There was a time where I was anti-women getting into trades. I was an end-of-third year apprentice, had just finished my Diploma in Fashion Styling and I was about to complete my last block of TAFE for my plumbing apprenticeship. I was over plumbing. Over male tradies. Over male apprentices. I was over having to prove myself when I worked. I was over TAFE teachers who read from the Standards, rather than teach from experience. I was over tradies in general.
I may have been over my dad too at the time, loathing him for suggesting I take over our plumbing business, which meant doing a plumbing apprenticeship and dealing with all the above. I just didn’t realise how hard it was going to be. I was just over it all. I didn’t expect it to be easy, but I didn’t expect the process to be struggle street, having my fears, doubts and weaknesses revealed to me every day.
And then a few months after feeling ‘over it’ and finishing all my TAFE, I won awards and I went overseas (for a much needed holiday). My faith in my career choice was renewed. But when I came back from overseas, I was unknowingly ‘knocked up’. I had thought I had a severe case of jet lag, but was in actual fact pregnant with my little Esther.
The next three years, I was able to work part-time with Dad while I took time off to have Esther (2010) and Maggie (2013) and would go back to work respectively when my girls were 5 to 6 months old. My mum looked after my girls at that time, because most of my pay would have been sucked up by daycare fees. I also needed flexible care, as Dad and I would never know which days we’d be working until we booked jobs that worked in with our client’s schedules. We would try and group-book all the jobs in 1 to 2 days. Any randoms that needed to be done on a different day, my dad did.
I couldn’t have worked without my dad being there, nor my mum offering to look after my girls. When I fell pregnant with Phoebe, it changed my life because my dad wanted to retire — (he needed to retire) and I was going to have my hands full with 3 children under 4. And even though I still wanted to work, I knew it just wasn’t feasible without a person like my dad taking charge so I could be a mum.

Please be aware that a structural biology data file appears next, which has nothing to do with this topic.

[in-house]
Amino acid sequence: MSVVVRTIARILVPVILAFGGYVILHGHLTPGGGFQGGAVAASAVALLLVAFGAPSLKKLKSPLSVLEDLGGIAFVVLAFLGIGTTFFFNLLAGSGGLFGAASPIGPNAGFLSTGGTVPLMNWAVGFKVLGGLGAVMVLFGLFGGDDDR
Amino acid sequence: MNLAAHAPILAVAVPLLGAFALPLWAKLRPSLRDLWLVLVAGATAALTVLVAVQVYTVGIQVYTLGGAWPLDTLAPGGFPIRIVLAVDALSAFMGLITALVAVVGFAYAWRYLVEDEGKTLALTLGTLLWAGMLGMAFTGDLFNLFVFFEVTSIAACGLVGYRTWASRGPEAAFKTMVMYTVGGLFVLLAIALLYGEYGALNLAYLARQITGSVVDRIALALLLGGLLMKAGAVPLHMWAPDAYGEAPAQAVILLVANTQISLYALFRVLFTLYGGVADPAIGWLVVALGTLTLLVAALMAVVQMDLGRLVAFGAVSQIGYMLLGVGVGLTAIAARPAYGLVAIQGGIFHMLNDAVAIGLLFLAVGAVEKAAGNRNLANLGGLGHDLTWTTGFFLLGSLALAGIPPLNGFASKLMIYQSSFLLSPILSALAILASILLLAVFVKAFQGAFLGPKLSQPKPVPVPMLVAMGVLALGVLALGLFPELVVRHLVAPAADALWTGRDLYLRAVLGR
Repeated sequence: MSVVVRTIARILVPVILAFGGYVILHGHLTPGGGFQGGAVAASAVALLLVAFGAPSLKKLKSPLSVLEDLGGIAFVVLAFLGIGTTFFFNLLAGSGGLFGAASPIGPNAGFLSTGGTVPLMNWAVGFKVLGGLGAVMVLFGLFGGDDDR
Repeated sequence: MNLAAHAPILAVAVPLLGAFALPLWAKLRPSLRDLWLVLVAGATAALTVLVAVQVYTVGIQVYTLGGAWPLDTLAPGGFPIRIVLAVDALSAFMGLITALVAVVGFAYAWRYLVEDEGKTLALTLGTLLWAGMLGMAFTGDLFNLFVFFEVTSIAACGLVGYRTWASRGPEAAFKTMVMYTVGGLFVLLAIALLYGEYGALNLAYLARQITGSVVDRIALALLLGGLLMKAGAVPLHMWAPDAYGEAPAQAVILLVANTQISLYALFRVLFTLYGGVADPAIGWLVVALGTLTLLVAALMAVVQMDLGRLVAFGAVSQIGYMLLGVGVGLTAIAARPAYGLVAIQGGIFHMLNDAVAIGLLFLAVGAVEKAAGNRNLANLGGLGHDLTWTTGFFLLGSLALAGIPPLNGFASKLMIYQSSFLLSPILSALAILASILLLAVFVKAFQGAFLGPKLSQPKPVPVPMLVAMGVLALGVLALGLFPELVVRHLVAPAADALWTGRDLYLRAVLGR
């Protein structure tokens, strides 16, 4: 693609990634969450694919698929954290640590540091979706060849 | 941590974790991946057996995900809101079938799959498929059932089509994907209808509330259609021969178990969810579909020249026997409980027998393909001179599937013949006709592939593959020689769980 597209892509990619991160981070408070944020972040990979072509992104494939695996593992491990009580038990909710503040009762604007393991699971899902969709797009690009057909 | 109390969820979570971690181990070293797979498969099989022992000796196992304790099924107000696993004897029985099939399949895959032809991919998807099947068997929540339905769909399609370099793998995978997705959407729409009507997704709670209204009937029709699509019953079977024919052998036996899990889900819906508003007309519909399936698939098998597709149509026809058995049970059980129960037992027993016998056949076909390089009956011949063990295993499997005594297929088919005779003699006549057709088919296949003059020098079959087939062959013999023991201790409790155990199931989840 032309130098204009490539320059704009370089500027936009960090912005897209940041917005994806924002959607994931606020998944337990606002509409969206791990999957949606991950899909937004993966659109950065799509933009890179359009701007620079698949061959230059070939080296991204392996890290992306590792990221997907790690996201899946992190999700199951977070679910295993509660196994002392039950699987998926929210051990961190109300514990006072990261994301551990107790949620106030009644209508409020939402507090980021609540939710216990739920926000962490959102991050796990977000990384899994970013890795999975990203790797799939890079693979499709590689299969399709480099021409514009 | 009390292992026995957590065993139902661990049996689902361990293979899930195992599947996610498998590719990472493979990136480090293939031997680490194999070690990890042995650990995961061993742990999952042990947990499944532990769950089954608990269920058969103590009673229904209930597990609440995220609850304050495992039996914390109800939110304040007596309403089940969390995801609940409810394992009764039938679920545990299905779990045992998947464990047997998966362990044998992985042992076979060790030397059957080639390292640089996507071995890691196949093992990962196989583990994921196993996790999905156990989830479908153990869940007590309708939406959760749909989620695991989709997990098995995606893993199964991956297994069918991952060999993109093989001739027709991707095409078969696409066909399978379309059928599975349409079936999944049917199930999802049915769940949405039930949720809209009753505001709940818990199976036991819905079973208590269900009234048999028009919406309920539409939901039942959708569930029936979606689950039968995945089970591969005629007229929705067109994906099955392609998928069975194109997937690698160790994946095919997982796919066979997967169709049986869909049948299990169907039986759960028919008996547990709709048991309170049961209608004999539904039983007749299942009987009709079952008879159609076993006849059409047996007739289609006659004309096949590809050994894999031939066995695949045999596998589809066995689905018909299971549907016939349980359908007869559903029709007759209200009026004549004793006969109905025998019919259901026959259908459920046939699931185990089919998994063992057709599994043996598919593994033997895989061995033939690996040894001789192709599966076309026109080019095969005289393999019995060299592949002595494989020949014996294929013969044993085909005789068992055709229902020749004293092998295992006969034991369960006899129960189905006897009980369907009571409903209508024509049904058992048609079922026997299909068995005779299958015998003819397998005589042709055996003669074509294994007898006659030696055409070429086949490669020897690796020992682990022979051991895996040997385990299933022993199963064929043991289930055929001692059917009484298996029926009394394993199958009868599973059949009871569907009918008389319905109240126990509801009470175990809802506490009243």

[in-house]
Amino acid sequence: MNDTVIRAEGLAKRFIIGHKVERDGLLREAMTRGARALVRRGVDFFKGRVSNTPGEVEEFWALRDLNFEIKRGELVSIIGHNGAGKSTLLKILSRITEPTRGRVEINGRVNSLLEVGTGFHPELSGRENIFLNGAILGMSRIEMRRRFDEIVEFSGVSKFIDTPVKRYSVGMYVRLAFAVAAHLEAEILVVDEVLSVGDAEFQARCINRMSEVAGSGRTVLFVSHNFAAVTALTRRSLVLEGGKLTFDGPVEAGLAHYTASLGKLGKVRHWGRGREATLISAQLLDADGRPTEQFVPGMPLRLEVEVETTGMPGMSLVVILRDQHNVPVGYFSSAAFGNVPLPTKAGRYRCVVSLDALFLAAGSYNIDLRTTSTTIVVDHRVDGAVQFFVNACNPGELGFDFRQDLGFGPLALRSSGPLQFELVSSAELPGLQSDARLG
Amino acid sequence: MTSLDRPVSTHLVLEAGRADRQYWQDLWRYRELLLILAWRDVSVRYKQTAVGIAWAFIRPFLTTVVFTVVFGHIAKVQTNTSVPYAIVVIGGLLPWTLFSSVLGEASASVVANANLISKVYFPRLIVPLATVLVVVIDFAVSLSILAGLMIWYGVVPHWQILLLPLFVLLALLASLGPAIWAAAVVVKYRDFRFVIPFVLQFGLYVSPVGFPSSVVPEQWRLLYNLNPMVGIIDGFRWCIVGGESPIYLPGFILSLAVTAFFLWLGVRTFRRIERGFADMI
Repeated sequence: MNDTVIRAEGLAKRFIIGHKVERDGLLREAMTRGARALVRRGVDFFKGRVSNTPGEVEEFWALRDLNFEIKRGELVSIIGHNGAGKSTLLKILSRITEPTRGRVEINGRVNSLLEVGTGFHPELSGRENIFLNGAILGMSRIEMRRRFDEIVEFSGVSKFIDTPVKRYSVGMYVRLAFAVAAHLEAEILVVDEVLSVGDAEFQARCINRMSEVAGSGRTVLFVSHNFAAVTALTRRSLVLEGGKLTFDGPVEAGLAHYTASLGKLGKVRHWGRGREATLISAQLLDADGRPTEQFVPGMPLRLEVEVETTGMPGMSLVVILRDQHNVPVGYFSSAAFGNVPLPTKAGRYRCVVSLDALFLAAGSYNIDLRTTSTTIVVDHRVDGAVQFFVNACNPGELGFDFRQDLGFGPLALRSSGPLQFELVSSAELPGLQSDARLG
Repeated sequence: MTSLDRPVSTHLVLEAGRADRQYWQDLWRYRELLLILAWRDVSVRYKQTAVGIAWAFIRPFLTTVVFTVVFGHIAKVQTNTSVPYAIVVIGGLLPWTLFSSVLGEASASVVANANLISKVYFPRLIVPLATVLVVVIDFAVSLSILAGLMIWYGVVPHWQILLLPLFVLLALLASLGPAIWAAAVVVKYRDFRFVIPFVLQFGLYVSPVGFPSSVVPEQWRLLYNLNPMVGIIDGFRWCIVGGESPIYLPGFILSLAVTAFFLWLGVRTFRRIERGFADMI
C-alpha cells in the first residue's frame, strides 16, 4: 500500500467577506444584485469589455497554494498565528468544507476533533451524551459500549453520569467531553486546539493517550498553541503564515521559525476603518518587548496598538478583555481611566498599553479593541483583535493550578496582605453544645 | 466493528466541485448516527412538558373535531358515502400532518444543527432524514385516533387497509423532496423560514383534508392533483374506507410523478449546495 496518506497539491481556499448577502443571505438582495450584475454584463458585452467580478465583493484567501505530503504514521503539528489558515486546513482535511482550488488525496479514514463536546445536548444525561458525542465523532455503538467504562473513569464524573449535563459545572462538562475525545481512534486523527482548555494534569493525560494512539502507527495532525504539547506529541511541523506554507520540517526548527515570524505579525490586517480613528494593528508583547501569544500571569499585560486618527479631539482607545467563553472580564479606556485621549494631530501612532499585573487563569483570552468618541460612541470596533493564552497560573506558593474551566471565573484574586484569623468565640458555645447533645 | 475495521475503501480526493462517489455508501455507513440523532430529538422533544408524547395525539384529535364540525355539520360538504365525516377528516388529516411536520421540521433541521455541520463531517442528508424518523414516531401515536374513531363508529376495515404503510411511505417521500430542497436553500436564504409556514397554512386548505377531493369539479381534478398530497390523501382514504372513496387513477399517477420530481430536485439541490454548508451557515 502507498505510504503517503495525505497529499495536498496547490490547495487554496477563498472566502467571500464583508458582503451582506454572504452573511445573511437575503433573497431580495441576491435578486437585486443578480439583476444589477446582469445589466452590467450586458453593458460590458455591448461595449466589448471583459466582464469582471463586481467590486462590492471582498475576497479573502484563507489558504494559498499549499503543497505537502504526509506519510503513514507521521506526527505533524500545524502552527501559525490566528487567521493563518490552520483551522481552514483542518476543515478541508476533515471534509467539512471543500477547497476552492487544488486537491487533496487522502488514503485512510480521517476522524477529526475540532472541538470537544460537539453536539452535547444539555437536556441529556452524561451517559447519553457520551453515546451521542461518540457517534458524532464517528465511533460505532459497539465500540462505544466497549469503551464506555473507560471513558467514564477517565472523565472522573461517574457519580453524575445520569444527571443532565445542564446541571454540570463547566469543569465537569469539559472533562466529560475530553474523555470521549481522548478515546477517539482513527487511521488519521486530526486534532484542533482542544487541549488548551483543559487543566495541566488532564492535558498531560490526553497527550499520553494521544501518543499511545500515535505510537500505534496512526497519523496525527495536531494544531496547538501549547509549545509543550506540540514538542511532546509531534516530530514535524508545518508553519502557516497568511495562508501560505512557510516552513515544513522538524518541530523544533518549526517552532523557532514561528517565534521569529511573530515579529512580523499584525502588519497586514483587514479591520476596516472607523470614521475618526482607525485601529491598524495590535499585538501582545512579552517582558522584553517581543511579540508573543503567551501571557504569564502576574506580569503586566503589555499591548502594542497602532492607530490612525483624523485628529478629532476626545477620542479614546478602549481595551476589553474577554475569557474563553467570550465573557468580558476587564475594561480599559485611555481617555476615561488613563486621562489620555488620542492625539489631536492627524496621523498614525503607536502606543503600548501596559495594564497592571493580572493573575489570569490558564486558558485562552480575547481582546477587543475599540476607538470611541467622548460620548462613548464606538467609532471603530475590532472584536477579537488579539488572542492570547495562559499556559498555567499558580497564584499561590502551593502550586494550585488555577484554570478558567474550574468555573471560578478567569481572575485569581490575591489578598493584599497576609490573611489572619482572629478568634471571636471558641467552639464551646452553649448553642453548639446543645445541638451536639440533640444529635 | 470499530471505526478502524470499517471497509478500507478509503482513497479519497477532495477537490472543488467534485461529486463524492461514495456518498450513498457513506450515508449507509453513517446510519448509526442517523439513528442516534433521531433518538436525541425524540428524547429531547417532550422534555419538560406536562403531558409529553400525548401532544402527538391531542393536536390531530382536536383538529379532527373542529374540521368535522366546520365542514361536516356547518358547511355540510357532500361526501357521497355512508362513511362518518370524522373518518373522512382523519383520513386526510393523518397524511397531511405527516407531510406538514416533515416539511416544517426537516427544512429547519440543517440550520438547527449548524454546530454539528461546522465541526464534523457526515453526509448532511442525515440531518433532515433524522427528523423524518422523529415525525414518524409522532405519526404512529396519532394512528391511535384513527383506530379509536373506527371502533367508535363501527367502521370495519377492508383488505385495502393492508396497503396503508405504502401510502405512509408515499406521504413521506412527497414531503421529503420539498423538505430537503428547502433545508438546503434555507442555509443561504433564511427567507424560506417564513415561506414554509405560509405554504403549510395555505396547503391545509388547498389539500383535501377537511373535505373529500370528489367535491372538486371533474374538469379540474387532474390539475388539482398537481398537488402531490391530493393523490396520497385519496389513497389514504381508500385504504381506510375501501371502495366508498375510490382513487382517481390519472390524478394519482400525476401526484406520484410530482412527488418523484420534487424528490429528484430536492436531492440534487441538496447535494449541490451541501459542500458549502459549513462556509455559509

The saying and mantra that ‘family comes first’ is so easily said, but not easily done when you run a business. A business can take over your family’s life.
When you run a small business, you and the small number of family members or employees you employ are it. It’s a huge responsibility. If one person decides to leave, you are it. Without the right back-up support both in the business and outside, it’s not easy to run when you are raising a young family.
And so, I sometimes feel like a walking contradiction. I’ve had this feeling for two years really. I’ve had a little voice that says I’m not the right influence for female tradies. I’m a walking contradiction because of this: I’ve been encouraging women to get into a trade or more specifically become a plumber, yet I’ve stopped working as a plumber so I can be a mum.
As you know, I write this blog to help promote women in trades, yet I’m not working as a tradesperson anymore because I have children. I feel like I’ve been letting down women who are trying to get an apprenticeship, because I’m living out the very concerns trade businesses have when employing women. I’m a bit of a contradiction.
But none of us know what life has for us around the corner. And sometimes, what we say or think we can do, can be a different reality when living in the circumstances. (All parents will hopefully relate to that.)
I don’t know how a mum with young children can run a plumbing business without the support of a husband, dad or other tradesperson to keep the business going. Alternatively, they may be a mum with children who are older and independent. But even then, with dad working full-time, mum is often left to organise and rearrange her life to ensure the kids and the household are looked after. This is a reality for many households, and I’m not saying it’s right or wrong. I’m just pointing out how it is for many families.
Anyway, I digress.
When I surveyed the female plumbers that attended the recent breakfast at parliament, they fell into a few categories:
- Mums that worked with their plumber partners or plumber dads,
- Mums that were employed rather than self-employed, or